The world of custom RVs is a fabulous place. You’ll see everything from a colossal widened truck and an amphibious RV. I have a real soft spot for buses, and I’ve found one of my favorite yet. This 2003 MCI E4500 started life as a humble coach bus running charter duty. Now, it’s a glorious home on wheels with real lived-in experience and a storage basement turned into a bedroom.
I write a lot about school buses and transit buses here. I’ve owned both types of buses, and they’re both are a cheap and popular platform for RV conversions. However, the best kind of bus to turn into a rolling home is a coach bus. Sure, it’s not as cheap as a school bus, and you lose that ground clearance, but you gain something that’s comfortable to drive across the country in. You also get something that looks pretty classy.
Don’t believe me? Check out this 2003 MCI E4500.
For those of you who aren’t bus nuts, MCI stands for Motor Coach Industries. MCI’s history goes all of the way back to 1933, when it was founded as Ford Garry Motor Body and Paint Works Limited in Canada. Buses are all MCI builds, and if you’ve boarded a Greyhound at any time in your life, chances are you’ve ridden in a MCI.
Greyhound has been a major customer since MCI’s early days, and the two go together so well that at one point Greyhound bought the whole company.
And MCI’s buses became so synonymous with coach bus travel that as Randle Engineering — a suspension supplier for the E4500 — notes, the company had a 70 percent hold on the North American coach market. You could even find clones of them in games like Grand Theft Auto.
The E series of buses like the one you see before you was launched in 1998. While the model is the boring E4500, these buses did get a cooler name: Renaissance. And these buses were a big leap forward.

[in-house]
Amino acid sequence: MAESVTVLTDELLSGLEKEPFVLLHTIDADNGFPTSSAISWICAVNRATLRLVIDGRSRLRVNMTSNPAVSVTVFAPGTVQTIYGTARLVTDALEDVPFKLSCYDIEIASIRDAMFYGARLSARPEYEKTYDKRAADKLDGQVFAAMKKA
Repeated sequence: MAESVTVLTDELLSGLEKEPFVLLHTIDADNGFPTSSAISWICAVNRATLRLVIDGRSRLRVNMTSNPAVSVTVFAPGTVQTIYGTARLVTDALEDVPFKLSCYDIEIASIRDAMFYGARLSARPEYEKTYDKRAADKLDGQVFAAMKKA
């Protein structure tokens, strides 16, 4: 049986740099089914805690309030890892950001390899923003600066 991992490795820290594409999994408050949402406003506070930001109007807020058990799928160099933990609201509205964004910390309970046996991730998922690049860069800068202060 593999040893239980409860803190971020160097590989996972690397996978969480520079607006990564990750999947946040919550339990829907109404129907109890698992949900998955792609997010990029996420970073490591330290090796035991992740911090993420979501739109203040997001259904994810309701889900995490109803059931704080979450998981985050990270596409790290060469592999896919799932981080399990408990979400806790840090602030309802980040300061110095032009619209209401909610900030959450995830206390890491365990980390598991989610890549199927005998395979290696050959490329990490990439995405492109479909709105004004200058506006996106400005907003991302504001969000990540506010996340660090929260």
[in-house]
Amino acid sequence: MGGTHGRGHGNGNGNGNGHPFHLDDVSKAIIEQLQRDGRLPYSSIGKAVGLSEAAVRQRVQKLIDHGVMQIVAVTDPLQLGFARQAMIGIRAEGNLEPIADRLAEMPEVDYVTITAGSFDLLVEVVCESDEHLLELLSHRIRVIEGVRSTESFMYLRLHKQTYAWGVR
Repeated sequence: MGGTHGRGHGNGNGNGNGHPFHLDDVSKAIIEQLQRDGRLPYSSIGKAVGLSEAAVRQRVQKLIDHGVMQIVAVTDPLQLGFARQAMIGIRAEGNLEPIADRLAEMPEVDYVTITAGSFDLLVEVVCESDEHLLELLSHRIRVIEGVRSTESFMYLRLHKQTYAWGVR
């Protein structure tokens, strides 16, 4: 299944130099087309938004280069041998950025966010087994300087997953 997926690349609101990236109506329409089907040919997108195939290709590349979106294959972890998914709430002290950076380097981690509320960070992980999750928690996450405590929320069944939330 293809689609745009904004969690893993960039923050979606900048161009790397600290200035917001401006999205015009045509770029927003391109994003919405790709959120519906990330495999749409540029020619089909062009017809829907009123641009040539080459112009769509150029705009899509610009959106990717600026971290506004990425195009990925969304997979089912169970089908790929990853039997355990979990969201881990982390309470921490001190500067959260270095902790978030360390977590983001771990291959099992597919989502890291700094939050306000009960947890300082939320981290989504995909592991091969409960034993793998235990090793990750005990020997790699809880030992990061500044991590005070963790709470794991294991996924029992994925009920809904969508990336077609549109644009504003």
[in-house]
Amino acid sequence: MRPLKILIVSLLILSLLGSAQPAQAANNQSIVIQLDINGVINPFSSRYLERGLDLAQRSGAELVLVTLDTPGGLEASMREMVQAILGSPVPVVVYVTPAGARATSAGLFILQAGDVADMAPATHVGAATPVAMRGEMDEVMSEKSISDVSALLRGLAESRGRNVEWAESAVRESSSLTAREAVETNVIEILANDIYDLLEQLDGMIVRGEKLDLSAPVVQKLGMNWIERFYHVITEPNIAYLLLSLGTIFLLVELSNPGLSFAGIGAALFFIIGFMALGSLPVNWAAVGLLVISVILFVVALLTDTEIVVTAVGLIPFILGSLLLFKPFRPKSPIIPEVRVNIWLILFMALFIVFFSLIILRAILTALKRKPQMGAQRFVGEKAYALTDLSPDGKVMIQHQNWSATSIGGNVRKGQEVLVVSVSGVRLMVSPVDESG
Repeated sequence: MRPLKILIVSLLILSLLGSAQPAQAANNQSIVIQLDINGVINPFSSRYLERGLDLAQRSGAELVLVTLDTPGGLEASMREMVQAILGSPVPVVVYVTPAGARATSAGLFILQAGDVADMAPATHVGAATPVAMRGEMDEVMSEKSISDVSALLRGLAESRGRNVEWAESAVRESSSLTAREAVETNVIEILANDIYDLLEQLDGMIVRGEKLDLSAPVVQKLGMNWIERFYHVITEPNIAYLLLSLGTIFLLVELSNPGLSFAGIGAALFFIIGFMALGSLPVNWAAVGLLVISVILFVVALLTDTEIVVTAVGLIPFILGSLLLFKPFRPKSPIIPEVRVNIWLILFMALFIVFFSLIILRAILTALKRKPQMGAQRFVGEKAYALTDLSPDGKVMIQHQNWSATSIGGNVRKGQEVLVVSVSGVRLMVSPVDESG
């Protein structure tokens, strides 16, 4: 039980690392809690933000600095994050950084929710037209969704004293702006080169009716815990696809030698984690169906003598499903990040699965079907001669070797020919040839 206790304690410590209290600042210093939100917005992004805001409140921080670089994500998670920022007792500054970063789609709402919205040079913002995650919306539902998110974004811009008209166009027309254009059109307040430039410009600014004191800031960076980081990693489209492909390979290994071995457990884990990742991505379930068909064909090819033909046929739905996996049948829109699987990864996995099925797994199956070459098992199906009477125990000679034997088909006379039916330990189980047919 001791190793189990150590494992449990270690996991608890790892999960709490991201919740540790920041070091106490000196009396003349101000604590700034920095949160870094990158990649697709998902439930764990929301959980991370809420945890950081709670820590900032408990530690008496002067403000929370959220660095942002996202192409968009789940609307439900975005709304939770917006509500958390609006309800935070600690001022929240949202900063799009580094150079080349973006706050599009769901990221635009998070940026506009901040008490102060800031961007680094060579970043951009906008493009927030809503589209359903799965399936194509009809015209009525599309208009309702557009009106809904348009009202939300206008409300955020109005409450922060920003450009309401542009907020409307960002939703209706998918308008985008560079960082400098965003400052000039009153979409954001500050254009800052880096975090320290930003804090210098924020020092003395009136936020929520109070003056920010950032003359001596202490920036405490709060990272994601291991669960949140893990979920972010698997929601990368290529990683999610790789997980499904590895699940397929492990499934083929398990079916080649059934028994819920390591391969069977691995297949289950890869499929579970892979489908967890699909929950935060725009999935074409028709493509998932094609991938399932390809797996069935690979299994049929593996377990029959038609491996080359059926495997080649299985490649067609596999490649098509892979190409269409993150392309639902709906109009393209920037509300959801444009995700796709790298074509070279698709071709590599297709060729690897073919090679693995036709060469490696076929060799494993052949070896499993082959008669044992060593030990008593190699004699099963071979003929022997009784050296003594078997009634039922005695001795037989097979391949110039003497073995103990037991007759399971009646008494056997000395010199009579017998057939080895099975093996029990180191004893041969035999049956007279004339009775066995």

MCI teamed up with BMW North America subsidiary Designworks for the design. The bus got clean lines, projector headlights, flush windows and a distinctive spiral staircase.
Later models would get traction control and a solid-link sway bar. Yep, traction control in an old big bus!
Aforementioned Randle Engineering had a hand in designing a suspension that allowed the bus emergency lane changes at higher speeds and for less suspension dive.
This particular E4500 was acquired in 2020 by David and Cara Williams. Before then, it operated as a coach for the Free Enterprise System. You’ve probably seen this company’s buses before painted in a groovy livery. Here’s what the bus looked like:
The Williams wasted no time in getting their new loot home and tearing it apart to build it into a cozy home. The couple has an Instagram page covering the whole build from start to finish.
I love the work put into this bus; it looks better than most things Indiana can churn out. The part that blows my mind is that this thing was put together over the span of just six months. That’s some awesome dedication right there.
I’ll let Cara take it away with the details from her ad:
Remember that RV that I wrote about last year where someone converted one of the “basement” storage compartments of an RV into a bedroom? This bus has one of those, but it was actually made into a real tiny bedroom.
As the couple’s Instagram shows, they’ve taken the finished bus all over the country, its ‘Wanderer’ livery shining bright wherever it goes.
Power for the 45-foot bus comes from a Cummins ISM 10.8-liter inline six turbodiesel. This will have 330 or 350 HP depending on model. That goes through an Allison B500 automatic. Most spec sheets say that this should have a 190-gallon fuel tank, but the seller says it’s 120 gallons. Either way, at high single digit fuel economy (perhaps even 10 if you’re careful) you could cross multiple state lines before you need to refuel.
This coach is a pricy $125,000 or best offer out in Michigan. I’ve written about school buses close to this price. Here, you get more bus and a bus actually made for highway travel. So I think it’s reasonable as far as these builds go. If you buy this thing, please roll by my apartment because I’d love to take it for a spin!